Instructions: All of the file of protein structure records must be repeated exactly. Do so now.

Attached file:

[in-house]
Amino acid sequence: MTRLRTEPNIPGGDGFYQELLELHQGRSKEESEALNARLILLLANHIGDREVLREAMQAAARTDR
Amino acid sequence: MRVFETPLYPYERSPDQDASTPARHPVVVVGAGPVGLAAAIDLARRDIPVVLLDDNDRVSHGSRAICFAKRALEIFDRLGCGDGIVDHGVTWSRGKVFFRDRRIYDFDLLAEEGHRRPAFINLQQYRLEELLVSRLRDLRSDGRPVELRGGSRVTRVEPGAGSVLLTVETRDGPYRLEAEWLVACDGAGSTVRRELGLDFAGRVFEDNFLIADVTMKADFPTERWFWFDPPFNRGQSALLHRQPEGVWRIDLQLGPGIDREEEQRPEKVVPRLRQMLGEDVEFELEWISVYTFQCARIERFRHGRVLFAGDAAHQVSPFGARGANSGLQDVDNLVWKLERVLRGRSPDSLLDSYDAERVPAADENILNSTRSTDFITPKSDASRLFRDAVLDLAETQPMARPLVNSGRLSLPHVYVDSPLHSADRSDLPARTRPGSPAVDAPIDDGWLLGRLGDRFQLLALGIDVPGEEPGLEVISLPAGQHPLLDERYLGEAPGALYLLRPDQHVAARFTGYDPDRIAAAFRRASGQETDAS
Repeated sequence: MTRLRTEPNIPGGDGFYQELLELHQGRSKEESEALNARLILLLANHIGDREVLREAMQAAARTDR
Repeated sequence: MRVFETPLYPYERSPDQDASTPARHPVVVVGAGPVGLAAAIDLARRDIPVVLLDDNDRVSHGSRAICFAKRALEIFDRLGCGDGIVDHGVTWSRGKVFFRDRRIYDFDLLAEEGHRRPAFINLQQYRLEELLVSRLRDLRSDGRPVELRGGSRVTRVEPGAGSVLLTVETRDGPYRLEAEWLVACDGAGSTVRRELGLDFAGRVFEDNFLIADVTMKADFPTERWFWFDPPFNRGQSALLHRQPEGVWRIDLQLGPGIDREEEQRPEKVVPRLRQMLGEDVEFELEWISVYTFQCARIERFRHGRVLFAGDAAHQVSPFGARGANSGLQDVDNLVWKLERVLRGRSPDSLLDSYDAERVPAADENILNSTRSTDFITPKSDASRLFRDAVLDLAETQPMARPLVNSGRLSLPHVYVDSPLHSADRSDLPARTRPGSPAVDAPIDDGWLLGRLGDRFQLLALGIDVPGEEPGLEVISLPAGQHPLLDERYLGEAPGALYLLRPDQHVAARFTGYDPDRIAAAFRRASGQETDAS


[in-house]
Amino acid sequence: MTRLRTEPNIPGGDGFYQELLELHQGRSKEESEALNARLILLLANHIGDREVLREAMQAAARTDR
Amino acid sequence: MRVFETPLYPYERSPDQDASTPARHPVVVVGAGPVGLAAAIDLARRDIPVVLLDDNDRVSHGSRAICFAKRALEIFDRLGCGDGIVDHGVTWSRGKVFFRDRRIYDFDLLAEEGHRRPAFINLQQYRLEELLVSRLRDLRSDGRPVELRGGSRVTRVEPGAGSVLLTVETRDGPYRLEAEWLVACDGAGSTVRRELGLDFAGRVFEDNFLIADVTMKADFPTERWFWFDPPFNRGQSALLHRQPEGVWRIDLQLGPGIDREEEQRPEKVVPRLRQMLGEDVEFELEWISVYTFQCARIERFRHGRVLFAGDAAHQVSPFGARGANSGLQDVDNLVWKLERVLRGRSPDSLLDSYDAERVPAADENILNSTRSTDFITPKSDASRLFRDAVLDLAETQPMARPLVNSGRLSLPHVYVDSPLHSADRSDLPARTRPGSPAVDAPIDDGWLLGRLGDRFQLLALGIDVPGEEPGLEVISLPAGQHPLLDERYLGEAPGALYLLRPDQHVAARFTGYDPDRIAAAFRRASGQETDAS
Repeated sequence: MTRLRTEPNIPGGDGFYQELLELHQGRSKEESEALNARLILLLANHIGDREVLREAMQAAARTDR
Repeated sequence: MRVFETPLYPYERSPDQDASTPARHPVVVVGAGPVGLAAAIDLARRDIPVVLLDDNDRVSHGSRAICFAKRALEIFDRLGCGDGIVDHGVTWSRGKVFFRDRRIYDFDLLAEEGHRRPAFINLQQYRLEELLVSRLRDLRSDGRPVELRGGSRVTRVEPGAGSVLLTVETRDGPYRLEAEWLVACDGAGSTVRRELGLDFAGRVFEDNFLIADVTMKADFPTERWFWFDPPFNRGQSALLHRQPEGVWRIDLQLGPGIDREEEQRPEKVVPRLRQMLGEDVEFELEWISVYTFQCARIERFRHGRVLFAGDAAHQVSPFGARGANSGLQDVDNLVWKLERVLRGRSPDSLLDSYDAERVPAADENILNSTRSTDFITPKSDASRLFRDAVLDLAETQPMARPLVNSGRLSLPHVYVDSPLHSADRSDLPARTRPGSPAVDAPIDDGWLLGRLGDRFQLLALGIDVPGEEPGLEVISLPAGQHPLLDERYLGEAPGALYLLRPDQHVAARFTGYDPDRIAAAFRRASGQETDAS